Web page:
Rewriting Classic Stories Literary Analysis Comprehension Exercise

Re-writing requires reading; reading is one roadway to the mind. By re-writing by paraphrase is one form of reinforcing understanding. Re-writing into another genre, e.g., poem to short story, short story to a dramatic production, or novel to epic poem, etc. can additionally not only strengthen the grasp on the original concepts but also may reveal some new wrinkles.

One assignment I gave to a ninth grade class was the following:

Re-write the Shakespearean Play Romeo and Juliet as a short story using the same five elements that appear in each genre:

Act I, exposition;
Act II, rising action;
Act III, conflict;
Act IV, falling action; and
Act V, the resolution.

Include a correlation of scene description as part of the details of the story. Introduce the characters in the order in which they appear, or close to it, although every character does not have to be included.

The story should be divided into five (5) parts for the convenience of isolating the action in the development of the story so that the events depicted are chronologically correct.

It can begin in the following manner.

Once, many years ago, in an Italian city called Verona, there existed two feuding families that fought like wild and vicious red ants and black ants against each other as often as they could. No one ever knew why they did. They themselves had no clue. But they did anyway because that is the way it was and always had been. It just happened that whenever a member of one family saw a member of the other, one of them went postal. The result was a small and meaningless war. Someone always left bleeding or injured. Once in a while, some left, or were left, dead.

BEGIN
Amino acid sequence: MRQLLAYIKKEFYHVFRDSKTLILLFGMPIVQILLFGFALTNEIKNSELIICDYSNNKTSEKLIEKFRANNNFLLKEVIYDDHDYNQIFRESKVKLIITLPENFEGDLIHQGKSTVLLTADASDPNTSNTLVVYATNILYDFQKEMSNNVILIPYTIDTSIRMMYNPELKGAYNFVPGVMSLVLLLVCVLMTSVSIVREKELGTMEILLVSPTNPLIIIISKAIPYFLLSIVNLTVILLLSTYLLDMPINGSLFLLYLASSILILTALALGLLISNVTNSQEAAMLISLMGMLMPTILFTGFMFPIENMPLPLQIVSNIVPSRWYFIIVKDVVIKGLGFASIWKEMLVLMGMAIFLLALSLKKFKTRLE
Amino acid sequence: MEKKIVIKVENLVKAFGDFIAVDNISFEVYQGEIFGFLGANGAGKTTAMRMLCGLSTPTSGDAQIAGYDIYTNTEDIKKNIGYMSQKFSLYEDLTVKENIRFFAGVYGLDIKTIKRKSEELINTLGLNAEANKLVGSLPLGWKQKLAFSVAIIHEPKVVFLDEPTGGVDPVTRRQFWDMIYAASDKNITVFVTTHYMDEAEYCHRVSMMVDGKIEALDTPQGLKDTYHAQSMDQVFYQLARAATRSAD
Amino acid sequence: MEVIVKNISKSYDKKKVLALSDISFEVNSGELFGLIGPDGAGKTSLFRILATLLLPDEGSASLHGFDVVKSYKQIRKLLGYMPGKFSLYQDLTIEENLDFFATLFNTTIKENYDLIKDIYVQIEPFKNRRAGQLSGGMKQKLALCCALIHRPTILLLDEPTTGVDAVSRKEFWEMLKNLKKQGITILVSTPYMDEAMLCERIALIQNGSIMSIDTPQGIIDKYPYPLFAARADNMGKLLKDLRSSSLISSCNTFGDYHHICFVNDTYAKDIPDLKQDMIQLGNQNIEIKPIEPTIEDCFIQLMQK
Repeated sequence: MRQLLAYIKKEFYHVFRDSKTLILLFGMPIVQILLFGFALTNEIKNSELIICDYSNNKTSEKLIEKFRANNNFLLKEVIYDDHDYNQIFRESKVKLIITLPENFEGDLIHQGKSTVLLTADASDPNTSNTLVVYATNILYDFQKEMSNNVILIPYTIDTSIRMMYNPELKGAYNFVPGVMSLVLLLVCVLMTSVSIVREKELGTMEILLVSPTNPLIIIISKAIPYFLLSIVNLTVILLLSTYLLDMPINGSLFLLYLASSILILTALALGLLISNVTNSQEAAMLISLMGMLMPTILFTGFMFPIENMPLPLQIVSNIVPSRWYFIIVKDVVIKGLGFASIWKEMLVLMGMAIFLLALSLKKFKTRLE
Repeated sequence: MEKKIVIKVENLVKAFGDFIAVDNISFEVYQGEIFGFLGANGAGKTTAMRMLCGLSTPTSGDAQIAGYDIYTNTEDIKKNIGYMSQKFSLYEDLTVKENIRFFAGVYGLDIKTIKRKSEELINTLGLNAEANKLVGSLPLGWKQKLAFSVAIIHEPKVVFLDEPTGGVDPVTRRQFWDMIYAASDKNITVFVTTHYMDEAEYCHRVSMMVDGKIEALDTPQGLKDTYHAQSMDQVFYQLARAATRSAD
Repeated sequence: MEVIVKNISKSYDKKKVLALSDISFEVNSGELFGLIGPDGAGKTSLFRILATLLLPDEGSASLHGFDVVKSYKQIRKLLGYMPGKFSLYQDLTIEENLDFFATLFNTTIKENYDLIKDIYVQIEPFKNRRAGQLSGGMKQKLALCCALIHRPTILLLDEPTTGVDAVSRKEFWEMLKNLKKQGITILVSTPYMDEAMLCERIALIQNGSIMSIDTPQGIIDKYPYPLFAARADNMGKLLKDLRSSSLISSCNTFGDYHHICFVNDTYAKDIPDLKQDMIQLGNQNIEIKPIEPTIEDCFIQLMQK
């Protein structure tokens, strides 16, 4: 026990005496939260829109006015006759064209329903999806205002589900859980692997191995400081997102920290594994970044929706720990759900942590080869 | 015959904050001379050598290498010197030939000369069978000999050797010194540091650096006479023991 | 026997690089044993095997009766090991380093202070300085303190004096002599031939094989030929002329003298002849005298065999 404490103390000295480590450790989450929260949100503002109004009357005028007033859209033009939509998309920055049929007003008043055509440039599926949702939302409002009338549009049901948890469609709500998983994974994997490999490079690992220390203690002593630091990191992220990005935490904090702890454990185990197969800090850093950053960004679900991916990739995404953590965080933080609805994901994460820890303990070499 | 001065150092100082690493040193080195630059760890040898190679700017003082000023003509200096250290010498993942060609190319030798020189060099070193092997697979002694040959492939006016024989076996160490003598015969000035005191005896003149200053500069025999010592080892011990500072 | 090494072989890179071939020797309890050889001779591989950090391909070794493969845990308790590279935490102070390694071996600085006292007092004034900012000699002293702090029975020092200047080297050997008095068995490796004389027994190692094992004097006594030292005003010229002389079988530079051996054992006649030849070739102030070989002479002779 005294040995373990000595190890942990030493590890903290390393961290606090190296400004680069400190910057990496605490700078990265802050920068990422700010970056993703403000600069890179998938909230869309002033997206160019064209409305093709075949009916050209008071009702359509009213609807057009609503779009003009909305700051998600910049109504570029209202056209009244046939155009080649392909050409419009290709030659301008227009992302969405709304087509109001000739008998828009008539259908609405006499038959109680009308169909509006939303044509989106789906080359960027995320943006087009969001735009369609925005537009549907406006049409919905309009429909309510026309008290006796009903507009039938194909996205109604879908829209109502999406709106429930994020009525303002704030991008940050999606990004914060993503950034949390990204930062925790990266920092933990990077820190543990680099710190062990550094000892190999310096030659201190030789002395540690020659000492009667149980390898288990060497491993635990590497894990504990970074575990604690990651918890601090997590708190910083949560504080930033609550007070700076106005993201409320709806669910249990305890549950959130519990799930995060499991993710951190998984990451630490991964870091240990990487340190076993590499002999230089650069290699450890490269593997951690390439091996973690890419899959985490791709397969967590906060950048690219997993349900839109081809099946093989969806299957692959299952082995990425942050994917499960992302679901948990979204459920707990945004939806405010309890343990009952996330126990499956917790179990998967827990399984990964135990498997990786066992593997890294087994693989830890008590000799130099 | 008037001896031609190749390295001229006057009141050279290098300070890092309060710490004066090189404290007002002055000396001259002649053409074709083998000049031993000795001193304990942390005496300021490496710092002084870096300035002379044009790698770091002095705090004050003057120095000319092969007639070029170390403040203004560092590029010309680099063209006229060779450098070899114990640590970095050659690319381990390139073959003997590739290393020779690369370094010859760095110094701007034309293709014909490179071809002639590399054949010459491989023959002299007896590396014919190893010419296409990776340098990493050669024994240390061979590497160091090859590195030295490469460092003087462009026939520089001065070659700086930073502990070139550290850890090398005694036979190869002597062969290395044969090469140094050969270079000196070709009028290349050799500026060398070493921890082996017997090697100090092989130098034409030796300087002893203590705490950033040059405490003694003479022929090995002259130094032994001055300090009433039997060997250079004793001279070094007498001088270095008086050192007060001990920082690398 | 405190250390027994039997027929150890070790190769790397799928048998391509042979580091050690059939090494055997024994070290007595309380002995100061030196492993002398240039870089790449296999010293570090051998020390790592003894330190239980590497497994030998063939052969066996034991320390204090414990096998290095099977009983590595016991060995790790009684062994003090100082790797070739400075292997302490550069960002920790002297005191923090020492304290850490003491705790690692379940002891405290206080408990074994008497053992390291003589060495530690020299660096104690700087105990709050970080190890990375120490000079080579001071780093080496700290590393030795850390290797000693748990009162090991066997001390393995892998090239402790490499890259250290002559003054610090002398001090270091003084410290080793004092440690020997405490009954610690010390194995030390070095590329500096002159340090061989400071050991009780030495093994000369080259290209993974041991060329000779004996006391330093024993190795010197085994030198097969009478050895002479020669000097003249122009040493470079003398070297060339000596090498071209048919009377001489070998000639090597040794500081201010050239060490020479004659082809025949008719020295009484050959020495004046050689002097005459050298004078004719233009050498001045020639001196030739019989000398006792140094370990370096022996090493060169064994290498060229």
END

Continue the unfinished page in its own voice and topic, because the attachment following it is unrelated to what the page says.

The ruler of this city was a Prince or some official named Prince, or some official who thought of himself to be a prince, or at least wished he had been. Anyway, he had to keep coming to the center of the city to break up the constant fighting and it was really getting him short of patience, not that he had any in the first place. But, he was really mad his time and issued something nobody could pronounce. He called it an ultimatum. I looked it up and found out that he meant, “Or else!” Then I remembered the part of the ultimatum that stated anyone caught fighting would be put to death. That seemed a bit harsh, but I guess he had to do it in order to keep his job, his sanity, or both.
When that last fight ended, the Prince ordered both heads of the feuding families to meet with him. I am sure he was not intending to play Family Feud with them. Perhaps he wanted to set the rules and make sure the heads of the households understood all the implications. I also wonder why he didn’t invite the women who seemed to be the ones to hold the families together and had more control over the families than their husbands did. Personally, I think it was because they really weren’t women at all. They were really men playing the role of women. I am sort of convinced of that. It makes more sense than any alternative theory. [Are you beginning to see how it works as a story?]